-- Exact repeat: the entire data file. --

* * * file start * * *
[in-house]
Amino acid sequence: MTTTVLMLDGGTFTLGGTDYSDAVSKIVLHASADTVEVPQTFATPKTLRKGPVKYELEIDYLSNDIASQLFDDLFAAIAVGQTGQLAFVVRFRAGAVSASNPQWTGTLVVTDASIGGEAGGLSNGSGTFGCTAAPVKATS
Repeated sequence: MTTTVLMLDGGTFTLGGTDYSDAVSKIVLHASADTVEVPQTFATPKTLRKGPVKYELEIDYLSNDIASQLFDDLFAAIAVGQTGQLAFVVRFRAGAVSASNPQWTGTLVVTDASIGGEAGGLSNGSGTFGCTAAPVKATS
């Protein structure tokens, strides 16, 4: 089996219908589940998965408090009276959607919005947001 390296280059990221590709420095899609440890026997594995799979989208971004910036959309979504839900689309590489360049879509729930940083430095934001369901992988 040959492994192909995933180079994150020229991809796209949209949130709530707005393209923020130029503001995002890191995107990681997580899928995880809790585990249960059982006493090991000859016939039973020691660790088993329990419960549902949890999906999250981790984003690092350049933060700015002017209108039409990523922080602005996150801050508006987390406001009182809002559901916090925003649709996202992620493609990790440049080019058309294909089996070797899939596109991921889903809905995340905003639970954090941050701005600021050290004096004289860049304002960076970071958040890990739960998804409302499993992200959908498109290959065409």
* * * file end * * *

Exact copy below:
[in-house]
Amino acid sequence: MTTTVLMLDGGTFTLGGTDYSDAVSKIVLHASADTVEVPQTFATPKTLRKGPVKYELEIDYLSNDIASQLFDDLFAAIAVGQTGQLAFVVRFRAGAVSASNPQWTGTLVVTDASIGGEAGGLSNGSGTFGCTAAPVKATS
Repeated sequence: MTTTVLMLDGGTFTLGGTDYSDAVSKIVLHASADTVEVPQTFATPKTLRKGPVKYELEIDYLSNDIASQLFDDLFAAIAVGQTGQLAFVVRFRAGAVSASNPQWTGTLVVTDASIGGEAGGLSNGSGTFGCTAAPVKATS
């Protein structure tokens, strides 16, 4: 089996219908589940998965408090009276959607919005947001 390296280059990221590709420095899609440890026997594995799979989208971004910036959309979504839900689309590489360049879509729930940083430095934001369901992988 040959492994192909995933180079994150020229991809796209949209949130709530707005393209923020130029503001995002890191995107990681997580899928995880809790585990249960059982006493090991000859016939039973020691660790088993329990419960549902949890999906999250981790984003690092350049933060700015002017209108039409990523922080602005996150801050508006987390406001009182809002559901916090925003649709996202992620493609990790440049080019058309294909089996070797899939596109991921889903809905995340905003639970954090941050701005600021050290004096004289860049304002960076970071958040890990739960998804409302499993992200959908498109290959065409």